- David Ellis, executive vice president of the Greater Atlanta Home Builders Association, placed an op-ed in the Sept. 11 issue of the Atlanta Journal Constitution entitled “Homeownership Is Still a Top Priority.” The column cited the results of NAHB’s recent national poll on housing, which showed that 95% of the poll’s respondents said they are happy with their decision to buy a home and that nearly three-quarters of those who do not own a home said it is a goal of theirs to eventually buy one. "The bottom line is, even after years of economic turmoil and an unprecedented and prolonged downturn in the housing market, homeownership is still a central goal for most Americans," said Greater Atlanta HBA President Mike Smith in the column.
- NAHB CEO Jerry Howard met with Wall Street Journal reporter Robbie Whelan in New York on Sept. 14 to discuss key housing issues, including President Obama’s jobs plan and the need for Congress to add a robust housing component to help the housing sector act as a catalyst for job creation.
- On Sept. 15, Howard spoke to Politico about the Administration’s housing policies.
- NAHB Chief Economist David Crowe was cited in a Sept. 6 article, “It’s Construction, Stupid! It’s Home Building, Stupid!” by Jerry Chautin of the Huffington Post, that urged President Obama to focus on fixing housing in order to jump-start the economy. "Without access to credit, the residential construction industry will lose more small businesses and experience more job losses, with these impacts being widely spread across the nation," Crowe said. "When you consider the enormity of the total number of jobs attached to housing, a sector that accounts for 15% of our nation's GDP, now is hardly the time to step back from our nation's long-standing commitment to homeownership."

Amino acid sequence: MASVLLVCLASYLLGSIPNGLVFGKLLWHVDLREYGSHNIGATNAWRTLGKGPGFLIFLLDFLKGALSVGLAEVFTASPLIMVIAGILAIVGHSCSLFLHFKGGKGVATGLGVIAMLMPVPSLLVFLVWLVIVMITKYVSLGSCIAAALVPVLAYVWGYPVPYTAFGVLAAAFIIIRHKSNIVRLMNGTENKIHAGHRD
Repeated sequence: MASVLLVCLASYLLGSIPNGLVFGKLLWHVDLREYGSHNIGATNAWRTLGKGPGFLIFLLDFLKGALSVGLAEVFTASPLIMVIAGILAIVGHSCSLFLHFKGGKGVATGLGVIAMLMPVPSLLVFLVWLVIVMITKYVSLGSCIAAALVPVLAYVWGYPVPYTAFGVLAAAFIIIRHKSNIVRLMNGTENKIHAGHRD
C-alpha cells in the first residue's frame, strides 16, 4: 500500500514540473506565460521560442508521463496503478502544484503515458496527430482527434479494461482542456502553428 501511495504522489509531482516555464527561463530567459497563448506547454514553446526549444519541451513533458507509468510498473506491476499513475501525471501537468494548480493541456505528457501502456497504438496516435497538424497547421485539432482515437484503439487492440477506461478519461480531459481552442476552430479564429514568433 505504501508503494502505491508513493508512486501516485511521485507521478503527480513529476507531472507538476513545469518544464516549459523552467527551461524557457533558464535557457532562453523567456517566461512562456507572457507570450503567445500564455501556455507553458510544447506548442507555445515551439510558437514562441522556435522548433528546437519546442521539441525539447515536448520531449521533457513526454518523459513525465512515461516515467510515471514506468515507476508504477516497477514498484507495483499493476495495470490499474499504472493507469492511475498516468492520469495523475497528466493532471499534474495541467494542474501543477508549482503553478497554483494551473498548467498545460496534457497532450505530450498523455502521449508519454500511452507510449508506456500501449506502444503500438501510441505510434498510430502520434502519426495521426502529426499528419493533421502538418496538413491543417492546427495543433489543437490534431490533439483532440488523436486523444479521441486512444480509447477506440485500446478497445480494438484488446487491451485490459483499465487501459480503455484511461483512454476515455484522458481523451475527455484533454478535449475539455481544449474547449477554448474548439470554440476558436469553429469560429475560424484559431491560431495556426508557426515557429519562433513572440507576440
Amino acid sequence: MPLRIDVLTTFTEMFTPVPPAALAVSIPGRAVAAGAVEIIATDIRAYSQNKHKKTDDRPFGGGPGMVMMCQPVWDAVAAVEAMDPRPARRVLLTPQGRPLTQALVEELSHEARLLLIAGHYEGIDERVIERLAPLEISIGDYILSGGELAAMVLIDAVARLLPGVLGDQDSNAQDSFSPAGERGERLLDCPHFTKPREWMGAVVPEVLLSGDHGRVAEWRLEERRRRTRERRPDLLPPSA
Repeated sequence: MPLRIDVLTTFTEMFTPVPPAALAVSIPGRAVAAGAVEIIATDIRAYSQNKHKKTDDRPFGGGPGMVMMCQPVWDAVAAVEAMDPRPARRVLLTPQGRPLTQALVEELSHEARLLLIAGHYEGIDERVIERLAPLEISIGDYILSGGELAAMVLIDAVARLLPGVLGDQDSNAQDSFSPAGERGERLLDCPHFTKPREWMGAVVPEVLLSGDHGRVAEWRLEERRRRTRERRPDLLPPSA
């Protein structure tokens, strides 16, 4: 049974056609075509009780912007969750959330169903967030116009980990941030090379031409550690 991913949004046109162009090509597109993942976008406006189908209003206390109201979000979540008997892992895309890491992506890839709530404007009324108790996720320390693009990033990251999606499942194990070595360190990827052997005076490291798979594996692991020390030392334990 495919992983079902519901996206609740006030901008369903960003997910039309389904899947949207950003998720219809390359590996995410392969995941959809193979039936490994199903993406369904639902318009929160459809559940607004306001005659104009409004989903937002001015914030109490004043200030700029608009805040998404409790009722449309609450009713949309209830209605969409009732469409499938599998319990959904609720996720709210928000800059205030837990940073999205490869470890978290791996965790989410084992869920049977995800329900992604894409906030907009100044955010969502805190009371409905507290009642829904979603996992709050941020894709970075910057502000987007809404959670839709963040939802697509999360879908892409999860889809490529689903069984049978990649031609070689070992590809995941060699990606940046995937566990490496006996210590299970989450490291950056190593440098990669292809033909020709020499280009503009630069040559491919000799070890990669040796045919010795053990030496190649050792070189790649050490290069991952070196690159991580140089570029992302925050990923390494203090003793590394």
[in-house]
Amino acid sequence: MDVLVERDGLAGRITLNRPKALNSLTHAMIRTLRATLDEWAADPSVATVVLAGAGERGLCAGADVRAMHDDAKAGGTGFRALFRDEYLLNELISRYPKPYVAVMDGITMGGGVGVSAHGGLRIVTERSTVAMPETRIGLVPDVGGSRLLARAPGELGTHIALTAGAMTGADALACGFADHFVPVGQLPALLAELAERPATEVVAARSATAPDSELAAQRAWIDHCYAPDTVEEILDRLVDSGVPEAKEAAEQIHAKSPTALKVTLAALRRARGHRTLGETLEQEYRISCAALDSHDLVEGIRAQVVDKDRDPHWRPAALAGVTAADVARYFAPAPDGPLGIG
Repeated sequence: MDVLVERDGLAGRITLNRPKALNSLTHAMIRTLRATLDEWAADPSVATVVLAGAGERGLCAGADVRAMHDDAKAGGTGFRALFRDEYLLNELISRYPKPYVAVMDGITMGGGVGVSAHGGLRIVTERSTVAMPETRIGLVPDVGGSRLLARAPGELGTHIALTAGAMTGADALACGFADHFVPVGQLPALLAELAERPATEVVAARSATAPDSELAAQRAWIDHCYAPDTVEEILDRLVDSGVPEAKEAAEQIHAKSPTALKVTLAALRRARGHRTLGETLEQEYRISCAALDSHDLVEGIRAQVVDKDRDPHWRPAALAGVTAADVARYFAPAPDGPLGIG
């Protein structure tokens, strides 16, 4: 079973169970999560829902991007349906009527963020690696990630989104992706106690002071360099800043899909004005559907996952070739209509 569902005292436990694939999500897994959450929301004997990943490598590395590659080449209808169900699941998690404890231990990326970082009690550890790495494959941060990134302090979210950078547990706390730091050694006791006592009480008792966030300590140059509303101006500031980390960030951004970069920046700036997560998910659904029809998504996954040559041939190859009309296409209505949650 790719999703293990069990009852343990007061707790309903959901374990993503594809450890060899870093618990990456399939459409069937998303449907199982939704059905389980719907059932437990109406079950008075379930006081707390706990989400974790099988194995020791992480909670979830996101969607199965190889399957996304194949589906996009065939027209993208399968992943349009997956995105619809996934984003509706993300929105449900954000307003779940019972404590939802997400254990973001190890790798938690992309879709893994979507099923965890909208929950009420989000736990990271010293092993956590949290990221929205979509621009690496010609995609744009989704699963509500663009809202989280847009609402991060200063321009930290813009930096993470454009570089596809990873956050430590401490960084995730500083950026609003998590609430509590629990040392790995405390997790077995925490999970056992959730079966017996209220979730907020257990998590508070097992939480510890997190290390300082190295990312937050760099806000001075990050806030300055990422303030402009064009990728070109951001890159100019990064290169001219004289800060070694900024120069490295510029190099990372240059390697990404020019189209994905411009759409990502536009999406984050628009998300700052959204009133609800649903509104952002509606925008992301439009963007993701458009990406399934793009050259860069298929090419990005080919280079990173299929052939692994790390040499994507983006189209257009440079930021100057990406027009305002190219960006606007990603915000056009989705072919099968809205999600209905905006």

- Before President Obama addressed the nation with his jobs creation plan, 2000 NAHB President and Maryland home builder Bob Mitchell spoke to NPR.org about what builders wanted to hear in Obama’s speech.
- Crowe was cited in a Sept. 7 story in Politico on ways to repair the housing market. “Government can do some good, but time and an improving economy will be the primary solution,” he said, while noting that the downturn has prevented the formation of about 2 million new households over the past four years. If people who are staying with their roommates or parents are able to get jobs and live independently, this will absorb excess inventory and reduce the number of foreclosures, he said.
- Crowe also conducted an interview with the National Journal, a Washington Beltway news magazine, about a project it is putting together to provide an economic report card for each of the 50 states. Crowe discussed the types of housing indicators to include.
- NAHB tax economist Rob Dietz on Sept. 6 conducted an interview with KGO Radio in San Francisco on the mortgage interest deduction.
- The Quad-City Times published a story on a study released by NAHB and the Quad Cities Home Builders Association and Remodelers Council that indicated that home building not only pays for itself, but that its economic effect adds new income and jobs to the local economy and generates revenue for local government. The story cited NAHB economist Elliot Eisenberg, who said that every 280 single-family homes built in Rock Island and Scott counties in 2011 will generate a cumulative $37.8 million in revenue compared with only $22.7 million in costs over the next 15 years.